Dr. Temple Grandin: Good Teachers Can Help Autism Students Soar
TULSA, Oklahoma - She didn't speak until she was 4 years old, and today she is a household name to ranchers, animal scientists, autism advocates and HBO audiences.
Dr. Temple Grandin's life was chronicled in the HBO film "Temple Grandin," which earned 15 Emmy nominations and five awards, including Claire Danes' Best Actress in a Drama win for portraying the title role.
After a fundraising event for Tulsa Community College's veterinary technology program, Grandin stopped by News On 6 and spoke with Six in the Morning anchor LeAnne Taylor about how she turned challenges with autism into a successful life and career in animal science.
When she was a baby in the 60s, research on autism was lacking. Doctors diagnosed children, including Grandin, with "infantile schizophrenia. Grandin calls that claim "ridiculous."
She says there are signs parents can pick up from their child's behavior, and those signs should not go ignored.
"Most important thing, if you've got a child that's 2-3 years old and not talking and is sitting and rocking and doing a lot of odd behavior, the worst thing you can do is nothing," Grandin said. "It's very important that these kids get 20 hours a week of interaction with a teacher. Teach them turn-taking. Teach them language. We've got to keep them engaged with the world."
Grandin credits both her aunt and her science teacher, who was depicted in the film as her mentor, with giving her the opportunity to use her mind as a tool to help animals and those who raise them. Grandin's invention in 70s, a curved cattle-handling system, revolutionized the ranching industry.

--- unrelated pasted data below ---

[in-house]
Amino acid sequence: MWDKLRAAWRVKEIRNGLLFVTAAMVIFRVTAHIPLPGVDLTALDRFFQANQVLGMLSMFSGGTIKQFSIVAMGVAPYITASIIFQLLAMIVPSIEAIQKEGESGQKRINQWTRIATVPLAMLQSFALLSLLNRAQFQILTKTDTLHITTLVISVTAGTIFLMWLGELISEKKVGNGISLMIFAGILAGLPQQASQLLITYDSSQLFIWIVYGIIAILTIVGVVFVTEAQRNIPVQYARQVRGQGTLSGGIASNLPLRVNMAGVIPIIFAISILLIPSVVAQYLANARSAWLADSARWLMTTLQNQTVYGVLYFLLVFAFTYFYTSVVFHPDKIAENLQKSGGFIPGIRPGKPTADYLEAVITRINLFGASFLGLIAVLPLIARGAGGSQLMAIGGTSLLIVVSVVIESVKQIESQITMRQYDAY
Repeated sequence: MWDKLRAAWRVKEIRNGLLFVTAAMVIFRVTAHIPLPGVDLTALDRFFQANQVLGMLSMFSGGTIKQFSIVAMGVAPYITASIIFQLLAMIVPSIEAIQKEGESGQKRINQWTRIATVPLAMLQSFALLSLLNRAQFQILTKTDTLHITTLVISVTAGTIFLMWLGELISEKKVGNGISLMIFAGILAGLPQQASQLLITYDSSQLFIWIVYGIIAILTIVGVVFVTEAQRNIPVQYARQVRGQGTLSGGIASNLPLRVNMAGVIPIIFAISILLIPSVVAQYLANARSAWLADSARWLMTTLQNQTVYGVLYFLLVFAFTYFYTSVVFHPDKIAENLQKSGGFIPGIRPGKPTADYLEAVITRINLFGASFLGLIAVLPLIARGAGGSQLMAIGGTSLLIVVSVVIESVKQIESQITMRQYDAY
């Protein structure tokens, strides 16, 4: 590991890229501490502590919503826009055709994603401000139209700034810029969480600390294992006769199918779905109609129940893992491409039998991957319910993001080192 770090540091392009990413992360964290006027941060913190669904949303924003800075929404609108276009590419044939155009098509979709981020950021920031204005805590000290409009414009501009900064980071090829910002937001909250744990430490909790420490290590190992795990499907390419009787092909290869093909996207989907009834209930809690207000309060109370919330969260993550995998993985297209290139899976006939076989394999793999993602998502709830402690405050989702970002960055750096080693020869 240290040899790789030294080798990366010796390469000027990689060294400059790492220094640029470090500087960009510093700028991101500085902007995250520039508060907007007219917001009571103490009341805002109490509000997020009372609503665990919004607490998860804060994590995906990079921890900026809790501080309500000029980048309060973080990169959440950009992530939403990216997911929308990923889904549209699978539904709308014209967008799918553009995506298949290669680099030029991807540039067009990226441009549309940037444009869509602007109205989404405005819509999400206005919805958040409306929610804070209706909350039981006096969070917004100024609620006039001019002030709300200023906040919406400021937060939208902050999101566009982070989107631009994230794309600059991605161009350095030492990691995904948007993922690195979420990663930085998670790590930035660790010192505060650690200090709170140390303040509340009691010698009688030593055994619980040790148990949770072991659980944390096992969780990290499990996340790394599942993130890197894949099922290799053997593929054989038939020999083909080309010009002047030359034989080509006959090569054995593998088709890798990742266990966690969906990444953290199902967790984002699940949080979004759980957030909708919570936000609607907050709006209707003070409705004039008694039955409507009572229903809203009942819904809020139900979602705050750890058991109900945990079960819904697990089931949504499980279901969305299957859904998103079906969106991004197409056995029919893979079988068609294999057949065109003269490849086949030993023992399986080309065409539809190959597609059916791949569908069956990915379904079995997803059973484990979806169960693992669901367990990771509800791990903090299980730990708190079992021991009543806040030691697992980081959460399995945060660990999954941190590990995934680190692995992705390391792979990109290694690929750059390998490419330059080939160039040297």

It was all encouraged because her teacher recognized she had a soft spot for animal science.
"You have to push kids on the autism spectrum, but don't overload them," she said. Grandin said her mission as a woman with autism, is to show kids "that they can grow up to do something."
From someone like Steve Jobs, who gravitated to a computer club after being bullied because he thought differently than other kids, to "someone who is going to remain nonverbal, maybe have epilepsy and have very, very severe problems," Grandin said, kids need something to pour their minds into to keep them engaged.
"You gotta get them [involved] in special interests," Grandin said. "They like cars, get them interested in auto shop. They like art, develop their ability in art.
"Good teachers can make such a difference. When I was in high school, it was the worst part of my life – teasing and everything else. If I didn't have my science teacher, I wouldn't have gone anywhere."